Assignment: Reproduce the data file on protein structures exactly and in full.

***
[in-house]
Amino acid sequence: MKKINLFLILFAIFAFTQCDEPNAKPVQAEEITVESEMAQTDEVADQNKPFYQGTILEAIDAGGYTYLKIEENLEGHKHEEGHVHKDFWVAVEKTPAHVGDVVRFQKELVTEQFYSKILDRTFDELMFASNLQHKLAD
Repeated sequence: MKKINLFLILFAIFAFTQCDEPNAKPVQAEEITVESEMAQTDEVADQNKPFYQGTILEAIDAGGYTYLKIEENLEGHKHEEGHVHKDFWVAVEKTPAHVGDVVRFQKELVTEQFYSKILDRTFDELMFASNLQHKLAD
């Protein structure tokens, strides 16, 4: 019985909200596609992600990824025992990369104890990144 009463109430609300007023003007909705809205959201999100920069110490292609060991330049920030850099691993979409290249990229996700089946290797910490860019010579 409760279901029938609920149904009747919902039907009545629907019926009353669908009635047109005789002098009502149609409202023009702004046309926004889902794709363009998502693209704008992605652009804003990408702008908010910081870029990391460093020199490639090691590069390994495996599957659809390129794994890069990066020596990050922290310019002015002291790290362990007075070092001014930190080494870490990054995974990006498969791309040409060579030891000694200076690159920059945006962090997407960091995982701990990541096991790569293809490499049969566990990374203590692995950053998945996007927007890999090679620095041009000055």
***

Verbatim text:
[in-house]
Amino acid sequence: MKKINLFLILFAIFAFTQCDEPNAKPVQAEEITVESEMAQTDEVADQNKPFYQGTILEAIDAGGYTYLKIEENLEGHKHEEGHVHKDFWVAVEKTPAHVGDVVRFQKELVTEQFYSKILDRTFDELMFASNLQHKLAD
Repeated sequence: MKKINLFLILFAIFAFTQCDEPNAKPVQAEEITVESEMAQTDEVADQNKPFYQGTILEAIDAGGYTYLKIEENLEGHKHEEGHVHKDFWVAVEKTPAHVGDVVRFQKELVTEQFYSKILDRTFDELMFASNLQHKLAD
């Protein structure tokens, strides 16, 4: 019985909200596609992600990824025992990369104890990144 009463109430609300007023003007909705809205959201999100920069110490292609060991330049920030850099691993979409290249990229996700089946290797910490860019010579 409760279901029938609920149904009747919902039907009545629907019926009353669908009635047109005789002098009502149609409202023009702004046309926004889902794709363009998502693209704008992605652009804003990408702008908010910081870029990391460093020199490639090691590069390994495996599957659809390129794994890069990066020596990050922290310019002015002291790290362990007075070092001014930190080494870490990054995974990006498969791309040409060579030891000694200076690159920059945006962090997407960091995982701990990541096991790569293809490499049969566990990374203590692995950053998945996007927007890999090679620095041009000055």